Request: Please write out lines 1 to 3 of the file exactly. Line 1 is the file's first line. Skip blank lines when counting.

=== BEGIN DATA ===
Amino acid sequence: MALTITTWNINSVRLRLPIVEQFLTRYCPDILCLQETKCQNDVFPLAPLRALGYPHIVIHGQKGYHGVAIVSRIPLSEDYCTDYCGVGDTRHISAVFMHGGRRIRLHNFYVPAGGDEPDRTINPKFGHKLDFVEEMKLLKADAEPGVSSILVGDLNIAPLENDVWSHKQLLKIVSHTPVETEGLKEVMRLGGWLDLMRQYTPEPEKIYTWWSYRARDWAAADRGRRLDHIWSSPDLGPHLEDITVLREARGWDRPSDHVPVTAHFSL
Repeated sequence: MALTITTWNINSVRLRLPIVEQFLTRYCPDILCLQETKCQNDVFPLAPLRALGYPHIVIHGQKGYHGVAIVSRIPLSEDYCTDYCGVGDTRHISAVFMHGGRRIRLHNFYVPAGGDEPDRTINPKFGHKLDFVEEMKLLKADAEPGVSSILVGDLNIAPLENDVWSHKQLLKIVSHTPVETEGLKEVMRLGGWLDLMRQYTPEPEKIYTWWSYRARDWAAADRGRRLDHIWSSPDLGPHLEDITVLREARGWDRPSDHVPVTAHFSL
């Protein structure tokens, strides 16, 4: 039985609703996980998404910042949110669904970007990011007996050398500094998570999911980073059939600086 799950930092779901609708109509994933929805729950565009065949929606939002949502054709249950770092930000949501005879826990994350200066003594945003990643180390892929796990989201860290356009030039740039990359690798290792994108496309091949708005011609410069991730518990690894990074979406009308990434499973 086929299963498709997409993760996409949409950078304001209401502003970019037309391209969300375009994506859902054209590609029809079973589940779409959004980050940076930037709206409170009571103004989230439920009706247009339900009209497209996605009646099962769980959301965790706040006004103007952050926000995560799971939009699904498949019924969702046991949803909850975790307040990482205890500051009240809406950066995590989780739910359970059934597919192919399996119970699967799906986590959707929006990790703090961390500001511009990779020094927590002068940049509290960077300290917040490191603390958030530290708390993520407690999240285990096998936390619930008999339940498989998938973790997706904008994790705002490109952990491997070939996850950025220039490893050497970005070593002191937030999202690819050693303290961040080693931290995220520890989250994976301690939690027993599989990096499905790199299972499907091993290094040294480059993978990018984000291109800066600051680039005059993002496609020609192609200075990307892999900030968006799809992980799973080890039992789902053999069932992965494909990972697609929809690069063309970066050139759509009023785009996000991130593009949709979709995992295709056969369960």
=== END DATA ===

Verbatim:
Amino acid sequence: MALTITTWNINSVRLRLPIVEQFLTRYCPDILCLQETKCQNDVFPLAPLRALGYPHIVIHGQKGYHGVAIVSRIPLSEDYCTDYCGVGDTRHISAVFMHGGRRIRLHNFYVPAGGDEPDRTINPKFGHKLDFVEEMKLLKADAEPGVSSILVGDLNIAPLENDVWSHKQLLKIVSHTPVETEGLKEVMRLGGWLDLMRQYTPEPEKIYTWWSYRARDWAAADRGRRLDHIWSSPDLGPHLEDITVLREARGWDRPSDHVPVTAHFSL
Repeated sequence: MALTITTWNINSVRLRLPIVEQFLTRYCPDILCLQETKCQNDVFPLAPLRALGYPHIVIHGQKGYHGVAIVSRIPLSEDYCTDYCGVGDTRHISAVFMHGGRRIRLHNFYVPAGGDEPDRTINPKFGHKLDFVEEMKLLKADAEPGVSSILVGDLNIAPLENDVWSHKQLLKIVSHTPVETEGLKEVMRLGGWLDLMRQYTPEPEKIYTWWSYRARDWAAADRGRRLDHIWSSPDLGPHLEDITVLREARGWDRPSDHVPVTAHFSL
């Protein structure tokens, strides 16, 4: 039985609703996980998404910042949110669904970007990011007996050398500094998570999911980073059939600086 799950930092779901609708109509994933929805729950565009065949929606939002949502054709249950770092930000949501005879826990994350200066003594945003990643180390892929796990989201860290356009030039740039990359690798290792994108496309091949708005011609410069991730518990690894990074979406009308990434499973 086929299963498709997409993760996409949409950078304001209401502003970019037309391209969300375009994506859902054209590609029809079973589940779409959004980050940076930037709206409170009571103004989230439920009706247009339900009209497209996605009646099962769980959301965790706040006004103007952050926000995560799971939009699904498949019924969702046991949803909850975790307040990482205890500051009240809406950066995590989780739910359970059934597919192919399996119970699967799906986590959707929006990790703090961390500001511009990779020094927590002068940049509290960077300290917040490191603390958030530290708390993520407690999240285990096998936390619930008999339940498989998938973790997706904008994790705002490109952990491997070939996850950025220039490893050497970005070593002191937030999202690819050693303290961040080693931290995220520890989250994976301690939690027993599989990096499905790199299972499907091993290094040294480059993978990018984000291109800066600051680039005059993002496609020609192609200075990307892999900030968006799809992980799973080890039992789902053999069932992965494909990972697609929809690069063309970066050139759509009023785009996000991130593009949709979709995992295709056969369960």